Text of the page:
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State boosts renewable energy; Bills allow commercial clients to install 2 megawatts of wind, solar power  

Advocates for renewable energy predicted New York will see an “explosion” of wind and solar power at businesses, schools and government offices as a result of legislation passed Thursday that makes it easier for commercial customers to lower their utility bills.

The Legislature passed, and the governor has promised to sign, bills that allow commercial customers that install up to 2 megawatts of wind or solar power to spin their electric meters backward when they send excess power out onto the utility grid.

So-called “net metering,” formerly restricted to households and small farms, enables customers to capture the full retail value of every kilowatt-hour they generate, thus improving the financial payback.

It’s what many commercial customers have been waiting for.

“I’m just absolutely giddy,” said Bob Grant, energy services manager at The Thomas Group, who provides energy consulting to school districts.

“I have . . . 10 to 15 school superintendents who are begging me to bring some kind of renewable energy technology into their school districts, but I am not able to because we cannot find a financial vehicle to help make it happen. This net metering will be that financial vehicle,” Grant said.

Kevin Schulte, a founder and owner of Sustainable Energy Developments, of Wayne County, was returning to his office from Boston on Thursday when he heard that the final bills had passed the Assembly after passing the Senate Wednesday.

Before the legislation passed, Schulte said, he had considered moving his business out of New York because other states had more favorable rules for renewable power development.

“The reason I’m driving back from Boston is that I’m building a wind turbine at a high school (there),” Schulte said. “My company is installing eight wind turbines larger than 10 kilowatts this year, and they’re all in Massachusetts because the policy is so much better than New York state.”

Net metering changes all that, said Carol Murphy, executive director of Alliance for Clean Energy New York, an Albany group that represents renewable energy companies.

New York, which had received a grade of “D” for its net metering policies in 2007 from the non-profit Network for New Energy Choices, should receive an “A” this year, Murphy said. That will rank New York with states such as Pennsylvania and New Jersey, which are considered among the best for renewable power, Murphy said.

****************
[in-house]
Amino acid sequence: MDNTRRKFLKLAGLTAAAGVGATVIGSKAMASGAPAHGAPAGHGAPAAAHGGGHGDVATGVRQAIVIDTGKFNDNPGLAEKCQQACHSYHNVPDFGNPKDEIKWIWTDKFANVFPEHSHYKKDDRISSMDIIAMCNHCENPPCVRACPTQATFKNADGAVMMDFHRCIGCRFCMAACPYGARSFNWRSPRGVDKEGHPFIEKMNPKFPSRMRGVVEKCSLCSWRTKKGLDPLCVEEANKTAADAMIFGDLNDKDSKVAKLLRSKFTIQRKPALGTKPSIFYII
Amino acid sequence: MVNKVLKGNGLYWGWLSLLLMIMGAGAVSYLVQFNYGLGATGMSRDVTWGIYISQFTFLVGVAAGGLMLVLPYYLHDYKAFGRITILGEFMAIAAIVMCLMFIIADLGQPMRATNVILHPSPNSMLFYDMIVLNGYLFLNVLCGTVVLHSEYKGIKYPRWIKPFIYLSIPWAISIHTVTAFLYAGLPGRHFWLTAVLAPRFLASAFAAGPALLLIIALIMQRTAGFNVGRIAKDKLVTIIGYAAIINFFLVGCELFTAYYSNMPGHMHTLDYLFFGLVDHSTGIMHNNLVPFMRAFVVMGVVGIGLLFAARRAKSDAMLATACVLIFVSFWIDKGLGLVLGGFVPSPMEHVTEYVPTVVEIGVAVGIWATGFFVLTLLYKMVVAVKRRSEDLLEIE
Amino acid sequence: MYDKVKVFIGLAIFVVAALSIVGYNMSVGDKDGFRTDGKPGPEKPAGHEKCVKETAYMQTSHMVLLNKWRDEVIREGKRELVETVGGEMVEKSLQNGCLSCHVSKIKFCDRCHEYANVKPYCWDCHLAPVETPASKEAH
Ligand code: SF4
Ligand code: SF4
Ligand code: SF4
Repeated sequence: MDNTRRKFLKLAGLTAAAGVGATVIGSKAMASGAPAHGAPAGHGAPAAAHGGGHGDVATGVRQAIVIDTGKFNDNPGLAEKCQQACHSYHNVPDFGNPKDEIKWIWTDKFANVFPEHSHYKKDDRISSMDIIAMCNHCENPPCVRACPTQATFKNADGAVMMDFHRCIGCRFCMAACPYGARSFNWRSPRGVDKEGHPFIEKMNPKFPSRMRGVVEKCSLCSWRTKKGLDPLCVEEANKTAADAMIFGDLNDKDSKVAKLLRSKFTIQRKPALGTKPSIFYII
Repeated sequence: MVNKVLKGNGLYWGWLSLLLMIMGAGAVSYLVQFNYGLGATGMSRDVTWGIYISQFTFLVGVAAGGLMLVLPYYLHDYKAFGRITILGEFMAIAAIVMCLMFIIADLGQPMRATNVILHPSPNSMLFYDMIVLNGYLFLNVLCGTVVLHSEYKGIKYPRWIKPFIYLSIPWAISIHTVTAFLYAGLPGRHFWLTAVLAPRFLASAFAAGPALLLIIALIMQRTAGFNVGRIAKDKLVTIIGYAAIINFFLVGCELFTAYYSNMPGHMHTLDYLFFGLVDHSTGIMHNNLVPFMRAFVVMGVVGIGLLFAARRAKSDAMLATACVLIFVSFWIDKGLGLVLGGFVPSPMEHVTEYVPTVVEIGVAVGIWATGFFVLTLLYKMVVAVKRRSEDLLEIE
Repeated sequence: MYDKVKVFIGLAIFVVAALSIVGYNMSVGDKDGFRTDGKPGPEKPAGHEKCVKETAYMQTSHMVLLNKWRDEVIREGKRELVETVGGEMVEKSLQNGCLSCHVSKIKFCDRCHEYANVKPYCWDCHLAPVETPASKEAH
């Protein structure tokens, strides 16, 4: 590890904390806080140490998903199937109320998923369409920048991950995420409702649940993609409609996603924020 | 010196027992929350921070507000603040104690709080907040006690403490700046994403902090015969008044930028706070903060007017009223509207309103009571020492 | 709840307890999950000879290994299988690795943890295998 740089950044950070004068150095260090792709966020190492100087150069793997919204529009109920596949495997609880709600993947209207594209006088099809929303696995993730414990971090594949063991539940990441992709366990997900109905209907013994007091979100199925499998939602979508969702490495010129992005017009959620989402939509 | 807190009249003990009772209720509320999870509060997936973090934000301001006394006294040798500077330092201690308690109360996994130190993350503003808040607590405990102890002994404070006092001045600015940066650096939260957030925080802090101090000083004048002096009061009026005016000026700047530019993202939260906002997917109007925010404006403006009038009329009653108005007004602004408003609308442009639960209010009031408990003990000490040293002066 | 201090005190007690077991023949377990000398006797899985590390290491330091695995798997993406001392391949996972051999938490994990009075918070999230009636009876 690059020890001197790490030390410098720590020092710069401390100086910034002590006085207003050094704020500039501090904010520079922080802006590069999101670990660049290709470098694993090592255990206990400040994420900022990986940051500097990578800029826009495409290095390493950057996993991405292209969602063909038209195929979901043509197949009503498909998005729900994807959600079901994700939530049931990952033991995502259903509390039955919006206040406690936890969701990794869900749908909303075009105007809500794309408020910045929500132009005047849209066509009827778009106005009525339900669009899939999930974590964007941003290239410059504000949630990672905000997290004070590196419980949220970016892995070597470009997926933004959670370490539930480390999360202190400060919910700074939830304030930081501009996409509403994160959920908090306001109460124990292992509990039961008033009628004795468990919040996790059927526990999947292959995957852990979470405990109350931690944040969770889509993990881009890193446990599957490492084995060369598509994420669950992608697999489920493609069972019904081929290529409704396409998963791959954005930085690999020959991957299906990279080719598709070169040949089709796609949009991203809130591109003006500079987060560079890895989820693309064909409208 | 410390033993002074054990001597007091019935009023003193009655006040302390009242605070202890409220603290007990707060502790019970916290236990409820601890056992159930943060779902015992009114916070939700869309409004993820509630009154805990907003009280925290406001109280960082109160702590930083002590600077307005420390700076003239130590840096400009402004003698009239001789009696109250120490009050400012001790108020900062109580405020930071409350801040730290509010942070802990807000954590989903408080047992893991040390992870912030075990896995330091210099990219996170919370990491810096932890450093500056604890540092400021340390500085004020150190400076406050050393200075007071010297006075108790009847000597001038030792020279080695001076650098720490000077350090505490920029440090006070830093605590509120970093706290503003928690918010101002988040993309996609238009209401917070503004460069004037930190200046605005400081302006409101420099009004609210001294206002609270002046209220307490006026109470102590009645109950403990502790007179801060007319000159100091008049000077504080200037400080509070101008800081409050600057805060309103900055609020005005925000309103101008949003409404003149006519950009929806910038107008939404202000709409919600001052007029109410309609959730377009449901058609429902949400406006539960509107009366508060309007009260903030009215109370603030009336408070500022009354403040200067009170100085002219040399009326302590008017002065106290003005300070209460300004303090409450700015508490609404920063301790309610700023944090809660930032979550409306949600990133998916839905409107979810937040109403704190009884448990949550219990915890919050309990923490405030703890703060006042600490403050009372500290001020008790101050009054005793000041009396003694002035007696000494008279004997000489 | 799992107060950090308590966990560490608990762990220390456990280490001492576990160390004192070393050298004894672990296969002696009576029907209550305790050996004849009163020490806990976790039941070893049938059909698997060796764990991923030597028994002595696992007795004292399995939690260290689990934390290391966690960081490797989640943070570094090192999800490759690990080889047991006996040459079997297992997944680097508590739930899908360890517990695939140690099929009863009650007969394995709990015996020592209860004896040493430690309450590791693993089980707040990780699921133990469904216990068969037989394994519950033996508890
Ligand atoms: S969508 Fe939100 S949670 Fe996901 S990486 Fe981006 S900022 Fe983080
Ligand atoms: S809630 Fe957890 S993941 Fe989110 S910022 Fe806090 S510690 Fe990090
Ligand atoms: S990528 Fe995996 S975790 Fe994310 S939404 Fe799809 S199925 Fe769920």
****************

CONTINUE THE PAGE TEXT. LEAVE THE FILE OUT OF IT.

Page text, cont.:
“I think there will be an explosion in terms of people putting these technologies up,” Murphy said.

Environmental groups also lauded the new law, saying it would help improve air and water quality, slow down climate change and contribute to energy independence.

“We want to use our indigenous resources sustainably,” said Dereth Glance, of Syracuse, executive program director of Citizens Campaign for the Environment.

Until now, net metering had been restricted mainly to residential customers, who could use it for up to 10 kilowatts of solar power or 25 kilowatts of wind power. Farmers could install up to 125 kilowatts of wind and up to 400 kilowatts of anaerobic digestion generators.

Commercial customers were free to install wind or solar units; but before now they were not allowed to “bank” excess power they sent to the grid. Any power they could not use immediately was unremunerated.

Net metering allowscommercial customers to retain credit for excess power they make for up to a year, using it to offset their utility bills. Businesses can only reduce their bills: At the end of the year, they cannot charge the utility for more power than they use.

Schulte said he is working with the owners of Wayne Industrial Sustainability Park in Ontario, Wayne County, to install a 1.5-megawatt wind turbine. Net metering will increase the electricity savings from the turbine from $300,000 a year to about $450,000, shrinking the payback period to less than 10 years.

“It puts it in the range where we could probably go out and find someone to actually finance that project,” he said.

By Tim Knauss
Staff writer

The Post-Standard

20 June 2008

This article is the work of the source indicated. Any opinions expressed in it are not necessarily those of National Wind Watch.

The copyright of this article resides with the author or publisher indicated. As part of its noncommercial effort to present the environmental, social, scientific, and economic issues of large-scale wind power development to a global audience seeking such information, National Wind Watch endeavors to observe “fair use” as provided for in section 107 of U.S. Copyright Law and similar “fair dealing” provisions of the copyright laws of other nations. Send requests to excerpt, general inquiries, and comments via e-mail.

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